Hot-dip galvanized steel is particularly corrosion-protected and therefore particularly durable. With our strip galvanizing plants at locations in Austria, the Netherlands and Hungary, we fully cover the requirements for comprehensive corrosion protection. We process input material into galvanized strip steel with zinc coatings of between 50 and 1,200 g/m2, which corresponds to a zinc coating thickness of 3.5 µm to 84 µm. In doing so, we align strip tolerances and material grades exactly to the needs of our customers. At our processing locations for flat steel we have high-performance slitting lines in which we process strip thicknesses from 0.95 to 6.00 mm in widths of 20 - 1,650 mm.
Detailed information on the delivery programs of our hot-dip galvanizing plants can be found on the right.
What is meant by "hot dip galvanizing"?
“Hot dip galvanizing" describes the process of metallic surface coating of steel with a thin layer of hot zinc (450°C). Hot dip galvanizing of steel is one of several galvanizing methods. A distinction is made between discontinuous batch galvanizing and continuous strip galvanizing. The latter method is used to produce hot-dip galvanized steel strip, as is the case at Wuppermann.
Why is steel galvanized?
Steel is hot-dip galvanized to protect against corrosion (red rust). The thin layer of zinc can protect the steel from rusting for several decades. Corrosion protection on steel ensures the safety and durability of structures and components. It also contributes to economic efficiency, as repairs are not necessary. In addition, climate protection is an important argument in favor of hot-dip galvanizing: thanks to resource efficiency, less steel is needed. If less steel is needed, less steel has to be extracted from ore bodies. This in turn reduces CO2 emissions and protects our climate.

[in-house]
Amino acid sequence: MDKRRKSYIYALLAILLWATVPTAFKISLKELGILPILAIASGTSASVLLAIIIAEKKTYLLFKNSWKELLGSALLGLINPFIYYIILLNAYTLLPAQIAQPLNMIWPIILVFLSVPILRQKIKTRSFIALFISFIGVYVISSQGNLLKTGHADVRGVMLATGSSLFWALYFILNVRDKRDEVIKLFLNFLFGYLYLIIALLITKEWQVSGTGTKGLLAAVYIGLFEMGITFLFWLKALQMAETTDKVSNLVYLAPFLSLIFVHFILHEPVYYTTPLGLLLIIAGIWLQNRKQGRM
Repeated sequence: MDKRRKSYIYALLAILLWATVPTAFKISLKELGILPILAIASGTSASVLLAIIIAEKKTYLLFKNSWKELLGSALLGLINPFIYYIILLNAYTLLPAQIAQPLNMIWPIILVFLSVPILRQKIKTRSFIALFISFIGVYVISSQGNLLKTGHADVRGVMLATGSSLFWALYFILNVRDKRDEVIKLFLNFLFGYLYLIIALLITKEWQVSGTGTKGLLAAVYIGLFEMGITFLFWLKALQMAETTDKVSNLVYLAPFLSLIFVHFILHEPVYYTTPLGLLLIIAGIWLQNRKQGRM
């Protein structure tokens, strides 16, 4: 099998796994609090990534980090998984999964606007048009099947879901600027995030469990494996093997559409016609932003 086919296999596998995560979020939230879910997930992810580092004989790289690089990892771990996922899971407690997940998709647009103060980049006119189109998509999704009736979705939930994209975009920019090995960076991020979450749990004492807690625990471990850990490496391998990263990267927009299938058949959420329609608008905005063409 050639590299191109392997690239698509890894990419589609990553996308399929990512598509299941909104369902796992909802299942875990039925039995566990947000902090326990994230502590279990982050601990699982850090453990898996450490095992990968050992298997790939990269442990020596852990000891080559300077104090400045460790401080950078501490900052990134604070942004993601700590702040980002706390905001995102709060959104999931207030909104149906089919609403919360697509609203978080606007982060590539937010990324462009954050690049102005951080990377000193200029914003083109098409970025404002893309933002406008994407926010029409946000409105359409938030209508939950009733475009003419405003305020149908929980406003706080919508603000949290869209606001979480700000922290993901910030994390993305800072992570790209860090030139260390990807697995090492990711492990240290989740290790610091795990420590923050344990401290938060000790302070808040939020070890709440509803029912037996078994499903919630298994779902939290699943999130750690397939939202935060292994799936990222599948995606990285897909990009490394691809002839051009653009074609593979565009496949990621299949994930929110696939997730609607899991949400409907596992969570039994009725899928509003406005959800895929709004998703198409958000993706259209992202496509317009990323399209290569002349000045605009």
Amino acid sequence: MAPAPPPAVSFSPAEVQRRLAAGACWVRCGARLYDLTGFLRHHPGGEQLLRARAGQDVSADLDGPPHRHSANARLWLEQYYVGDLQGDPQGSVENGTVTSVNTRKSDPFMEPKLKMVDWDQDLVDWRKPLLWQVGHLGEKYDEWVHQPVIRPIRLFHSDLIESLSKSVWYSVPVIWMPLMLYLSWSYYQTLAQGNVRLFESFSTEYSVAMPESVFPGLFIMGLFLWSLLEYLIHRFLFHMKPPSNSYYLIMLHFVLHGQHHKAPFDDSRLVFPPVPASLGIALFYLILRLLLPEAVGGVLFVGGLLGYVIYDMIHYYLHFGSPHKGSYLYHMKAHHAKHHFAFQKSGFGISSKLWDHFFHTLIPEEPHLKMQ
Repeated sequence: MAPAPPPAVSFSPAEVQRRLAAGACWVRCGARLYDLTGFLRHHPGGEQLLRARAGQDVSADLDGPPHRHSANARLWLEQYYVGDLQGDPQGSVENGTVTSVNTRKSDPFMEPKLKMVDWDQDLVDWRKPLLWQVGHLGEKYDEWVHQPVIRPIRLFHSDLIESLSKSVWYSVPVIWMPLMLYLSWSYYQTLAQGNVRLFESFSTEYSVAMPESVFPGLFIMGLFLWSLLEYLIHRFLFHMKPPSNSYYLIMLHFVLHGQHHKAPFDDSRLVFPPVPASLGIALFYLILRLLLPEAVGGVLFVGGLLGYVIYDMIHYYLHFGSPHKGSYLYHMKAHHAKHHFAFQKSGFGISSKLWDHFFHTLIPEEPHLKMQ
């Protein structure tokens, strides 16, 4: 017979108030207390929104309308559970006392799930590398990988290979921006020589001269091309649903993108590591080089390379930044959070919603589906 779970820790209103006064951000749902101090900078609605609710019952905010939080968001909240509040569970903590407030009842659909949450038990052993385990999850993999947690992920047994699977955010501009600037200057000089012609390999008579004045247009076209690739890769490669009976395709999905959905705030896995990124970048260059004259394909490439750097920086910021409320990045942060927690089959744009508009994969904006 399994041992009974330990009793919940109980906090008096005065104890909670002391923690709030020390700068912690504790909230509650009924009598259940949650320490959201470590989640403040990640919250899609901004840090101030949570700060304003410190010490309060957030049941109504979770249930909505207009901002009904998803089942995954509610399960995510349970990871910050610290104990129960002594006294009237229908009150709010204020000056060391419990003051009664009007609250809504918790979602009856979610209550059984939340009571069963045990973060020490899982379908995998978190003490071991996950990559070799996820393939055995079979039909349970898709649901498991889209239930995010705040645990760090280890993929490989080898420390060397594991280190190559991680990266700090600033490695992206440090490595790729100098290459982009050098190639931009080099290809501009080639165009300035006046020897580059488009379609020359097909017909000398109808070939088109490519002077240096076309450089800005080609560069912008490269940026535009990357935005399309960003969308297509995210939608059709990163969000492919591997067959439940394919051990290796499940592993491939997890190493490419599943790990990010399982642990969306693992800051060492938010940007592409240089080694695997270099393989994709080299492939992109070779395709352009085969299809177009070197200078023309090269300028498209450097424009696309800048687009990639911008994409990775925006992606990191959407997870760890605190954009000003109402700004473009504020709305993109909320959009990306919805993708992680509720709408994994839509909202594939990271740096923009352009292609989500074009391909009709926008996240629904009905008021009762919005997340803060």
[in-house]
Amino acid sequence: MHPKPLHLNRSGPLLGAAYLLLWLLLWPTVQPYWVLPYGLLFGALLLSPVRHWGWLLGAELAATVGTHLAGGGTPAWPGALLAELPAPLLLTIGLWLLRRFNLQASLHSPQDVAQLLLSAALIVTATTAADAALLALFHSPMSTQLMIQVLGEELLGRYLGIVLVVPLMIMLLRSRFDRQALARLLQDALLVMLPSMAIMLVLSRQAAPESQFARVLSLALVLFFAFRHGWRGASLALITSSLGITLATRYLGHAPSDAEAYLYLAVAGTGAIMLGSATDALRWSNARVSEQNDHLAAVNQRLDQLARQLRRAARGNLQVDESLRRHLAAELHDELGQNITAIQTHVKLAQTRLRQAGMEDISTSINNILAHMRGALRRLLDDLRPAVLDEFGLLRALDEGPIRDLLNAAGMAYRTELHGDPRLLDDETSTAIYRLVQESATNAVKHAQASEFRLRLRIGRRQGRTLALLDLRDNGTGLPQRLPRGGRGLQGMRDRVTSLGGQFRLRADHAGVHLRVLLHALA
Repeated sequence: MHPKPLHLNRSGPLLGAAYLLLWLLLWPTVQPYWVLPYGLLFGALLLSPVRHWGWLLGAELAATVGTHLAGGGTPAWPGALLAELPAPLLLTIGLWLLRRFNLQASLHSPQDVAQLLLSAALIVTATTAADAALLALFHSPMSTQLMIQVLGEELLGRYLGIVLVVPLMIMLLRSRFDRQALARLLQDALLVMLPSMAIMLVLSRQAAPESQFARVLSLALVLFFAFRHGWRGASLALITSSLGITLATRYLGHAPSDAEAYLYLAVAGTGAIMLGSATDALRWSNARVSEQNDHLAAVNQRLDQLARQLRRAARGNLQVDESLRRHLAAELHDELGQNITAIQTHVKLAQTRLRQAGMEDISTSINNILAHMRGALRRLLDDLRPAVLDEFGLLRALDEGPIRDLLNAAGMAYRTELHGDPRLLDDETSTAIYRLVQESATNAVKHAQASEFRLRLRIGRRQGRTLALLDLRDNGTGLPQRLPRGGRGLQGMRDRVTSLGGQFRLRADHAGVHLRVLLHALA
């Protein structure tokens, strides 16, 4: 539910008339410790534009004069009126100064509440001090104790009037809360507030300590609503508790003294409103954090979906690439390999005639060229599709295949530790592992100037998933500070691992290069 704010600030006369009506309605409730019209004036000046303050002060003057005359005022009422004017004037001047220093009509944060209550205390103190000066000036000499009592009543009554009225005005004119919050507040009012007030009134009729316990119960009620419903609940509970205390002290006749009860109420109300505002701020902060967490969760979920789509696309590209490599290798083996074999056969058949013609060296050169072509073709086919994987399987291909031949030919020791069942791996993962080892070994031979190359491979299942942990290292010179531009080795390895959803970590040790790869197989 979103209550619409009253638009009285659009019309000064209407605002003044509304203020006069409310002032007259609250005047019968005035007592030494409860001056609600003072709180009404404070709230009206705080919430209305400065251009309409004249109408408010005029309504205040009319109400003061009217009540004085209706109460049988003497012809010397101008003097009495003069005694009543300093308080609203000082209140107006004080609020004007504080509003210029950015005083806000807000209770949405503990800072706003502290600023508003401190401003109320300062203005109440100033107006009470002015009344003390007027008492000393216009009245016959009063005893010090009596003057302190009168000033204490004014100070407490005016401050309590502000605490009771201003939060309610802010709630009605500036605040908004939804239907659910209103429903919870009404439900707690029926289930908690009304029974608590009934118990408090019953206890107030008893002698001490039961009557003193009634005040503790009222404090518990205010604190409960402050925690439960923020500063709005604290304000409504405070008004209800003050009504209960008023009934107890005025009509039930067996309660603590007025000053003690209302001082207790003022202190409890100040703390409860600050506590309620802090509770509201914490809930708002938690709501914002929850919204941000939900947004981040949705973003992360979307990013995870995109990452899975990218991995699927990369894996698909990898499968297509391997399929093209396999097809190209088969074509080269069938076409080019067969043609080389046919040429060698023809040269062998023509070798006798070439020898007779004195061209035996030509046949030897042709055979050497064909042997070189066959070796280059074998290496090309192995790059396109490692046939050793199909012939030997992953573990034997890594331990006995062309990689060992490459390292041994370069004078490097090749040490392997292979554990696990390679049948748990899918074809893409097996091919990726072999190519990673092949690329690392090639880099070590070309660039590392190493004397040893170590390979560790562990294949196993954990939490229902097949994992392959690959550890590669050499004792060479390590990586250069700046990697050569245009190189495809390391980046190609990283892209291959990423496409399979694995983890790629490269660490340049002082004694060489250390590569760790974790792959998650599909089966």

How does hot dip galvanizing work?
In hot dip galvanizing steel is drawn through a bath of molten zinc at 450°C. In this procedure the pure zinc is applied to the steel. Due to the low aluminum content in the hot zinc bath, an adhesive bond is formed. Such an applied zinc on steel behaves better in adhesion than piece galvanized materials. Since steel is the nobler metal next to zinc, zinc is made into a so-called sacrificial anode (i.e. zinc "sacrifices" itself) in this process and can protect steel from corrosion for decades.
Why is zinc suitable as corrosion protection?
Zinc protects steel very well against corrosion. Zinc forms a very thin, weather-resistant passivation layer (protective layer) on the steel in contact with air during hot-dip galvanizing and forms a kind of natural corrosion protection. For this reason, zinc in particular is very often used to coat other, more noble metals (hot-dip galvanizing) and thus protect them from rust. Already in antiquity, zinc was used as an alloy component for metals, primarily for brass.
Can hot dip galvanized steel rust?
Hot-dip galvanized steel will only rust if the zinc layer is destroyed after decades of use in harsh environment. In general, the thicker the zinc coating of the hot-dip galvanized steel, the more corrosion resistant it is, i.e. the longer the steel remains rust-free. This period can be as long as several decades and also depends on the situation where the steel is used.